You will forgive me for continuing with what has basically become a little series on the Pope’s recent ruling that any group or priest can now say the old Latin Mass—which he calls the Mass of Pope John XXIII. But I have to keep talking about it. I think of this as such a huge thing—because it has something incredibly important to do with our prayer life as Catholics—and with the most important and powerful prayer we can say—the Mass. There is not one of us who was alive during the 60’s who would have ever predicted that the Mass as we knew from our youth would ever return. We all thought it was dead. The whole world thought it was dead. Even the Pope when he was a Cardinal said he thought it was incredible that the older way of celebrating Mass was now actually despised by some people—and the Cardinal asked how could that have ever occurred—that the thing we considered our holiest prayer—the liturgy that defined us was now outlawed; and if you liked the old Mass you were somehow disobedient and disloyal to the Church of Christ? And it is true that the Pope contended formonths withthe American and French Bishops whowere absolutely opposed to allowing freedom for Catholics to go to that mass. Everyone was wondering- how would the Bishops finally respond to what the Pope was planning? Well I think this Document is the Pope’s response to the Bishops—to their failures over the past 40 years— in passing on the faith— in maintaining a Catholic culture of life and family—in fostering vocations and devotion to the Mass. The Pope more or less said, “You have had forty years to make it all work—well here is my response to you.” And I am sure the Pope is confident that many good things will come to us from the Old Mass being celebrated more openly and freely. Many graces will come into our lives and into the life of the Church. First of all there will be a good influence on the way we priests and people celebrate the New mass—the Mass of Paul VI. By occasionally celebrating the old Mass we will understand more clearly that there is something so special about all masses—that it is not worship service consisting of songs and homilies and prayers—strung together in some order. We will learn very subtly that the Mass is not about the sermon—though it better be good. It is not about the music—though that must be good as well. When from time to time we celebrate the old Mass in Latin with everyone facing in the same direction- with a hundred more genuflections and signs of the cross and blessings and altar- kissings, we will learn that the Mass is an objective act of worship—beyond the priest—beyond the people—a set ceremony at which the Son of God comes down upon our altars and makes present for us --from 2000 years ago-- His own Sacrifice. Now I can imagine there are a lot of people who might say, “Mass in Latin? You have got to be kidding! No one knows Latin anymore. Maybe no one even knew it in the old days. Why on earth would anyone want to do a worship service in a language they do not understand? That they can’t have the faintest idea of what is going on.” Well that’s a good point except that it fails to acknowledge that we understand many things in our world without our spoken language being involved. Do we need a brochure to understand Beethoven’s Fifth Symphony? Would a Chopin piano concerto be better if there were words? Why doesn’t the Sistine Chapel have cartoon bubbles over the saints’ heads to tell us what is going on? Because we do not always need our language to understand something. We need light and dark, sound and silence, motion and stillness. We don’t need a line by line translation of the Mass—all we need to know is that somehow Christ has given himself up for us as our Sacrifice and then given Himself to us as our Food. It is the gestures and movement, the sounds and sights that tell us that—and maybe more surely than words by themselves. Latin, English, Spanish,Bohemian—it doesn’t make a difference—the words act as a vehicle for the real movement in the Mass which is our hearts being carried-- in a sense-- wordlessly, through the heart of the priest to the very heart of God.Heart speaks to heart- And the proof that the Mass is deeper than words is that that way of saying Mass nourished a whole Catholic society for centuries and centuries. My parents went to that Mass—as did my grandparents and great grandparents-- on and on for millennia. My people spoke Irish and Italian before they spoke English—and the last time anyone in my family spoke Latin was around the Fall of the Roman Empire: but they had no problems understanding so deeply what was going on in the Mass. It was about Jesus and them. I have no doubt thatmy vocation came while serving that Mass at St. Rita’s—And I didn’t know Latin any better than the 6th grader next to me -- but I loved the Mass—and wanted to be a priest. We know that the vocations of millions of young men to the priesthood and women to the sisterhood was nourished at that Mass—and this despite the fact they did not really know Latin.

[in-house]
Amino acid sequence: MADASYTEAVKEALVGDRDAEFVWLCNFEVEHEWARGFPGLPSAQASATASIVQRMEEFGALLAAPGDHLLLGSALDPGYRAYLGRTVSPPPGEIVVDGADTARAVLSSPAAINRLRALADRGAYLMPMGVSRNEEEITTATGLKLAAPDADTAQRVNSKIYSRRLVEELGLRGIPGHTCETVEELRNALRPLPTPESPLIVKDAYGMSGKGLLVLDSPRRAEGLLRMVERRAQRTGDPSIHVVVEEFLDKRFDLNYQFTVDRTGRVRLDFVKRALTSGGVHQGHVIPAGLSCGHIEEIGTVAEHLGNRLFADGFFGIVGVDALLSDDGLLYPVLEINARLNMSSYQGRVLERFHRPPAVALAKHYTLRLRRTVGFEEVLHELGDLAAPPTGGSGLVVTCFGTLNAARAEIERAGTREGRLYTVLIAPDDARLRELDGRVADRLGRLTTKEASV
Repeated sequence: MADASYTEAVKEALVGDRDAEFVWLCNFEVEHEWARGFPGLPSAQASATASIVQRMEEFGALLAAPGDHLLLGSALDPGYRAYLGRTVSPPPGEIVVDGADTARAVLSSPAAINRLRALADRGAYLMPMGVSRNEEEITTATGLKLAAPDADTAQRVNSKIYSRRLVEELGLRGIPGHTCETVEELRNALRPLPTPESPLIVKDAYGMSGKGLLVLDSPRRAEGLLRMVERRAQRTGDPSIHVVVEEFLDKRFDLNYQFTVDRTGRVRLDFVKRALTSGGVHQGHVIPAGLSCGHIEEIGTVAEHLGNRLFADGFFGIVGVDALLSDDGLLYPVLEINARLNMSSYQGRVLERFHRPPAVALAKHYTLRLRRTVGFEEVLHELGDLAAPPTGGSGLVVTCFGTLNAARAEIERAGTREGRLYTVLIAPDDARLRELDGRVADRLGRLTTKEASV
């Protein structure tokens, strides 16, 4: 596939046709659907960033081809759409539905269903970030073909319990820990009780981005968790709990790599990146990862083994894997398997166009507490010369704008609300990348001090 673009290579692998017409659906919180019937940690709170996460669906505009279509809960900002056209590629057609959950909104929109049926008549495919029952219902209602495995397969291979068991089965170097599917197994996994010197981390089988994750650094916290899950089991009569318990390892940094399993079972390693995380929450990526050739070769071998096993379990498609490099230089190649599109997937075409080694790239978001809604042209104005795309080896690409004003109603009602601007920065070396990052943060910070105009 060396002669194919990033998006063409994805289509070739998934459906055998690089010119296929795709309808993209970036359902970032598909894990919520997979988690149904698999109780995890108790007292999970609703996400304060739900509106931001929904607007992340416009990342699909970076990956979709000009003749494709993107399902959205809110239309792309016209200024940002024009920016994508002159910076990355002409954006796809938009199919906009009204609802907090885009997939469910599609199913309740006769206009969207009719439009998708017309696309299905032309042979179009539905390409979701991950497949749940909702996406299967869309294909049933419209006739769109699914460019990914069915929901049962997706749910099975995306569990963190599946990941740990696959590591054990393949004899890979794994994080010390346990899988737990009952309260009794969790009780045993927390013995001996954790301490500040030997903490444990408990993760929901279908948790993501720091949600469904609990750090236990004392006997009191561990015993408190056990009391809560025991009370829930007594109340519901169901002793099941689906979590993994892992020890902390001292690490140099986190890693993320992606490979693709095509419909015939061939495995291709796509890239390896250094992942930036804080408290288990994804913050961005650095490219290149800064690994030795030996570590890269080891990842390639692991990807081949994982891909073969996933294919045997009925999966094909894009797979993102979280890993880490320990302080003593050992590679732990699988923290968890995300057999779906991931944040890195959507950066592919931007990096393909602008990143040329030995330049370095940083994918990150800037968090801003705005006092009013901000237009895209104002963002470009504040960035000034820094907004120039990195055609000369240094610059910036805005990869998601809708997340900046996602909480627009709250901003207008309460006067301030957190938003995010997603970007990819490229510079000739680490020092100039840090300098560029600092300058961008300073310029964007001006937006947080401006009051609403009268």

In the final analysis no one needs to hear or understand the literal meaning of every word or any word.It is enough to know that somehow Christ is being offered in an unbloody manner for the sake of our souls. And if you know that—you know what the Mass is all about.